On 23 Feb, Bob Latham wrote in message
> > I think Steve was asking what your issue was with folders?
I was indeed. The statement "all the folders you get in sunfish" made
absolutely no sense, from the perspective of someone who uses Sunfish to
access all of the work that I do on RISC OS.
> With LM98 you have one file, that file has all the setting for one
> connection to a network share. Double click that file and you're
Indeed. That's how Sunfish works as well.
> Indeed the name of the file then appears on the icon bar, excellent.
Ditto. Actually, it can be /any/ name, IIRC, because you configure it in the
> Passwords whilst admittedly still SMB1 are plain and simple user name
> password combinations.
NFS has no concept of passwords, so you'll be fine: Sunfish doesn't use
> Not like the UID, GID, umask etc. with NFS, which is no doubt standard
The UID and GID are the file owners on the Linux side. You set them once in
Sunfish, to make sure that the files you save into it get assigned to the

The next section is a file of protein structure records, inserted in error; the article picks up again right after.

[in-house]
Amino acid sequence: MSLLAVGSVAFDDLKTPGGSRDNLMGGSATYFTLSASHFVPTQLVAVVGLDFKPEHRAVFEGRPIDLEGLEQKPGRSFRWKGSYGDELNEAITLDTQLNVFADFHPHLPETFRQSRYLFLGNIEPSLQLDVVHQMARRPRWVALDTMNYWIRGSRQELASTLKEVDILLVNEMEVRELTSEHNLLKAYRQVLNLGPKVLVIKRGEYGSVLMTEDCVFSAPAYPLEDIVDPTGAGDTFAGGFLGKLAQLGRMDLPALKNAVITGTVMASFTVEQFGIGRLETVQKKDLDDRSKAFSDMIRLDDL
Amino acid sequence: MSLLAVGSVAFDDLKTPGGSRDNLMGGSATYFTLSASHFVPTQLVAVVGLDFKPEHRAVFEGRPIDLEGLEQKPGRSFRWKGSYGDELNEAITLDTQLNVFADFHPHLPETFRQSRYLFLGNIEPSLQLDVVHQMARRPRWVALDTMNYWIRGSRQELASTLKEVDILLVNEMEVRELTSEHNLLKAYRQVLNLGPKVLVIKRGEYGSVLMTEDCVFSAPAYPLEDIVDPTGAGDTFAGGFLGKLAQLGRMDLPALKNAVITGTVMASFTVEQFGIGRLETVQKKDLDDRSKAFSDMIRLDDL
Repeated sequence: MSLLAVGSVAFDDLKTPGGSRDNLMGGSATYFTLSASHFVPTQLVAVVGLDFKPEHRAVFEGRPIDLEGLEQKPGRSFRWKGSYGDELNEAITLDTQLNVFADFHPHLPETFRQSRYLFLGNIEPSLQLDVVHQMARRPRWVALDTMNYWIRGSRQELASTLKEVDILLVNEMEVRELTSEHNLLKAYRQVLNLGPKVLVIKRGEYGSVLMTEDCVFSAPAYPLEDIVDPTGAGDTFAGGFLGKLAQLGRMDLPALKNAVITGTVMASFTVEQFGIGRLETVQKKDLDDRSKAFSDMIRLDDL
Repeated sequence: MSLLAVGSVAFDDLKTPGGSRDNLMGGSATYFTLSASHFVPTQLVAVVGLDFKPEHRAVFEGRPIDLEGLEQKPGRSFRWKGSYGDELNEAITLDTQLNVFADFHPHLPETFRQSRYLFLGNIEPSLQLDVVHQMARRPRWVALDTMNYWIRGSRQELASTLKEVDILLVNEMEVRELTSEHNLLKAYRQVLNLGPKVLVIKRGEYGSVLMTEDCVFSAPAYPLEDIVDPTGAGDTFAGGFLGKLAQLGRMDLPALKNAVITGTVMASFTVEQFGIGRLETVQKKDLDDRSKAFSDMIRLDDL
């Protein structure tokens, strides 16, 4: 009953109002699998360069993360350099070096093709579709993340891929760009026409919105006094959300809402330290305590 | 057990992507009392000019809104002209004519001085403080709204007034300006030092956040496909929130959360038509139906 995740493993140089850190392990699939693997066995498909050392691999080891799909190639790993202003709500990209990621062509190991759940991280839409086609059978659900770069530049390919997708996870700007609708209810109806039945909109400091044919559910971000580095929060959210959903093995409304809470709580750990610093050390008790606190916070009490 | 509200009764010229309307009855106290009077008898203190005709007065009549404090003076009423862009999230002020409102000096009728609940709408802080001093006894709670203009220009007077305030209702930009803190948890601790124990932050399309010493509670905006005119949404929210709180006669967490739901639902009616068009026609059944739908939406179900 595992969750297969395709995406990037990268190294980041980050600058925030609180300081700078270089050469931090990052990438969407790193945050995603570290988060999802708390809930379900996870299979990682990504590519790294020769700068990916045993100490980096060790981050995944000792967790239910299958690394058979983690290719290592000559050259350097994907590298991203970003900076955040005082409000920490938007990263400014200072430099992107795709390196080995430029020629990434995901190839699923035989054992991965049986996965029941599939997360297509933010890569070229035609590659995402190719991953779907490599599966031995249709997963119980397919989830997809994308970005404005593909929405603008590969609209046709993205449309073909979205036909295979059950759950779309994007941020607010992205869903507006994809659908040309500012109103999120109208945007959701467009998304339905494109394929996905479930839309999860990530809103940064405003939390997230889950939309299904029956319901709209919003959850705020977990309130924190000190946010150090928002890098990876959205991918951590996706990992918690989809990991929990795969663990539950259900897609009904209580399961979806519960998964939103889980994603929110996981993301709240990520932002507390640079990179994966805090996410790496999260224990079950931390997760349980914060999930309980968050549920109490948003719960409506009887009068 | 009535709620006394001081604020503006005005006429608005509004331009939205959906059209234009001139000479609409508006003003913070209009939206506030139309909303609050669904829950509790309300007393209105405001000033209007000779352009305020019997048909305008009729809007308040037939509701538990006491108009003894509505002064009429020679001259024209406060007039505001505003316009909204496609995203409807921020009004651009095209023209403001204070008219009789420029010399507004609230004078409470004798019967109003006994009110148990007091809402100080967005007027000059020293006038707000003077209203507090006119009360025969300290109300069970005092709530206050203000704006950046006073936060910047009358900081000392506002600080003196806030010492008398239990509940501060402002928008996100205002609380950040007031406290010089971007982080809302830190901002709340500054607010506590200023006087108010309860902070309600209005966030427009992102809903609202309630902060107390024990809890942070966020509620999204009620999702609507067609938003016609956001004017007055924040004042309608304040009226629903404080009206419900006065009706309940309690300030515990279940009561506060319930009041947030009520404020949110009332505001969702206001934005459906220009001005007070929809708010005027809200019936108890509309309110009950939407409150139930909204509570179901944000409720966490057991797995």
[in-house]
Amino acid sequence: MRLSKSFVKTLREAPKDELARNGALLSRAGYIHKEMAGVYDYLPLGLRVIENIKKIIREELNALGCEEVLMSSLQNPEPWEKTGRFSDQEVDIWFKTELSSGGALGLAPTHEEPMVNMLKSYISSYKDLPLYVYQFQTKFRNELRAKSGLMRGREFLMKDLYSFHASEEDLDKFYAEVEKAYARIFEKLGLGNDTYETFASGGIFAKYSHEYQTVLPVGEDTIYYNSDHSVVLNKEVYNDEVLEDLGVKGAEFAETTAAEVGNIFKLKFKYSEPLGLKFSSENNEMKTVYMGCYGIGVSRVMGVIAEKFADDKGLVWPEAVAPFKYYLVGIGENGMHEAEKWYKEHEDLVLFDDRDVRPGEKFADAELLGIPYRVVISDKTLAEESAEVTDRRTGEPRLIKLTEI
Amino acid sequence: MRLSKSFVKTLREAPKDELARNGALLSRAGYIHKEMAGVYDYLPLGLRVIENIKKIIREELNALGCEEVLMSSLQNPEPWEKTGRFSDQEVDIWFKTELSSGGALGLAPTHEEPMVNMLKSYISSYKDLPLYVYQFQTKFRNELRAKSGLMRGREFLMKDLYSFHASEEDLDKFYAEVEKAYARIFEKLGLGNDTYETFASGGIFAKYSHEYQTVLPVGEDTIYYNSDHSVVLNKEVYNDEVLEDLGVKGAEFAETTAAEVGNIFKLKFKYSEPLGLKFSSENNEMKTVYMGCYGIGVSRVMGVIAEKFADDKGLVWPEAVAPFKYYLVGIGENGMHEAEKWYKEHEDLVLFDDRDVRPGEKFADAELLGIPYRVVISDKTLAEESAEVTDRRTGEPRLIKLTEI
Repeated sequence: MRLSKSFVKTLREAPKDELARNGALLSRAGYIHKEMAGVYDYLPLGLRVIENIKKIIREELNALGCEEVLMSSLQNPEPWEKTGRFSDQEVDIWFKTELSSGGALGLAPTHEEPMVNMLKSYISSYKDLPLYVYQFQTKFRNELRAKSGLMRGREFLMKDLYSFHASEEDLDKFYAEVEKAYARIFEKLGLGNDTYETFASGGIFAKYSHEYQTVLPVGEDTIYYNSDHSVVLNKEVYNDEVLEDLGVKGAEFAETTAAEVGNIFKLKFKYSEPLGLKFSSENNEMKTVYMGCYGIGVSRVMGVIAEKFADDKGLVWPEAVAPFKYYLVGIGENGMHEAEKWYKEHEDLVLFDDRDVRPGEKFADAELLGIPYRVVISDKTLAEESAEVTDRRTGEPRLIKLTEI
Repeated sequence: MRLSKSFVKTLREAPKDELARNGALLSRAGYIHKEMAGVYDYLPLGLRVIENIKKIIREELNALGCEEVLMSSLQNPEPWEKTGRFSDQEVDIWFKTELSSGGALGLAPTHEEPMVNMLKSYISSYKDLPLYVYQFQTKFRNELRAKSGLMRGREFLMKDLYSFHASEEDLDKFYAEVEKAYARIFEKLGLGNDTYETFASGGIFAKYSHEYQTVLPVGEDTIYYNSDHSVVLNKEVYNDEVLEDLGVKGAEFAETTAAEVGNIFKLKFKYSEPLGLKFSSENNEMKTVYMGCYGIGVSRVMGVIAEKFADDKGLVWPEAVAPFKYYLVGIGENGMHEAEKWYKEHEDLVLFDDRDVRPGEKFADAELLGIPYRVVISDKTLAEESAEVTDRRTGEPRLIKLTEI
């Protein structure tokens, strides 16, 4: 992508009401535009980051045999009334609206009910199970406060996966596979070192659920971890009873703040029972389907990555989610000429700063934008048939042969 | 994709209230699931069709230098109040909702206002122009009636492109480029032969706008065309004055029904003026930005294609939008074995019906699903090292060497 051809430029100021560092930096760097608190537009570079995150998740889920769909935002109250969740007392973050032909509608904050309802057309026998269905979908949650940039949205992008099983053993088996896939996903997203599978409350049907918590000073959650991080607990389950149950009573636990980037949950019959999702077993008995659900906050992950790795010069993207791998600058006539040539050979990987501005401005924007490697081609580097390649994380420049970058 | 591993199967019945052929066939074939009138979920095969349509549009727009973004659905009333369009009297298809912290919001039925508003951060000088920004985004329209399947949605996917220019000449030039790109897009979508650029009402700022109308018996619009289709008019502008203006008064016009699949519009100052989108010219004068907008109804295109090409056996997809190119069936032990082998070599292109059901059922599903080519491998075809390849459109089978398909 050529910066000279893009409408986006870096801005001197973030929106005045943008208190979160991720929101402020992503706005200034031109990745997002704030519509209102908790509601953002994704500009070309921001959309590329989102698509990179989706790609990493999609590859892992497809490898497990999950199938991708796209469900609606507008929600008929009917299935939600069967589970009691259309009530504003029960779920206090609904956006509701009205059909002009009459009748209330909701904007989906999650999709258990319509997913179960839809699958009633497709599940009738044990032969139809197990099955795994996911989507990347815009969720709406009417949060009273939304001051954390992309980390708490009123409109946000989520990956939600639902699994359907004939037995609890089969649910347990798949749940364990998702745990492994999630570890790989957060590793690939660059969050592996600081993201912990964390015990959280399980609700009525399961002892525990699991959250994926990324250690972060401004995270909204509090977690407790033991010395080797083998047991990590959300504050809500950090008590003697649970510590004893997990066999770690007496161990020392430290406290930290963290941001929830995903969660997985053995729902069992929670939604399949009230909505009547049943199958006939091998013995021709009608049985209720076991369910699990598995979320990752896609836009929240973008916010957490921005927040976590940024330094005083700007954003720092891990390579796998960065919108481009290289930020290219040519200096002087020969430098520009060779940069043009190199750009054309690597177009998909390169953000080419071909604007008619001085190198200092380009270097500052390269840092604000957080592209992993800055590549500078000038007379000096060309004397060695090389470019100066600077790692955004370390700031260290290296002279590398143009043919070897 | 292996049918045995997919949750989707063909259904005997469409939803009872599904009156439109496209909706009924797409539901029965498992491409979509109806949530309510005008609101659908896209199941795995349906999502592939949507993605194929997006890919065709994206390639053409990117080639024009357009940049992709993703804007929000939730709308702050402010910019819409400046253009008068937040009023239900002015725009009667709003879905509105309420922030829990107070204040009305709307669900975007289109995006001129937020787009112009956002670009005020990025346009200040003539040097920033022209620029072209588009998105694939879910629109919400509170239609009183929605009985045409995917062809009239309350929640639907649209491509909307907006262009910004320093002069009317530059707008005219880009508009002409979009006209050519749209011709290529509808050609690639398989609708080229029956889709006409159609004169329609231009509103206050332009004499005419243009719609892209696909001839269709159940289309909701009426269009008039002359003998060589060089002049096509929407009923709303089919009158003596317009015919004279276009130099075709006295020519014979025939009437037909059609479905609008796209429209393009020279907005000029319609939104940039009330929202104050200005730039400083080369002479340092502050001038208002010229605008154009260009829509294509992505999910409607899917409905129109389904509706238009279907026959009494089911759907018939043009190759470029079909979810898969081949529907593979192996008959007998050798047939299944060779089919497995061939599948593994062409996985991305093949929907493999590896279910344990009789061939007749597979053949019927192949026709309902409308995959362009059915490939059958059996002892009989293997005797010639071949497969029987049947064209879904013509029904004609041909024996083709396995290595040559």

correct user at the other end when configuring the share... then never see
> but after LM98 all quite odd, and seems to rely on ip addresses.
As I said, NFS has no concept of passwords. You restrict who can connect to
the server via IP address ranges (restrict it to your local subnet) and (in
a "real" setup) by who can get on to that subnet in the first place.
> I'm not saying I can't use Sunfish, I can but I don't like it due to its
> complexity in comparison to LM98.
The problem being that it's *not* complex in comparison to LM98: you edit
the settings in a text file, and double-click that to put the share on the
Maybe two text files, as there's the filer and the share itself, but even so
it's not that difficult.
Pre-ARMv7, it was all point-and-click in the GUI, but unfortunately
rebuilding that for modern hardware is proving tricky because it appears to
rely on being able to use an obsolete compiler suite.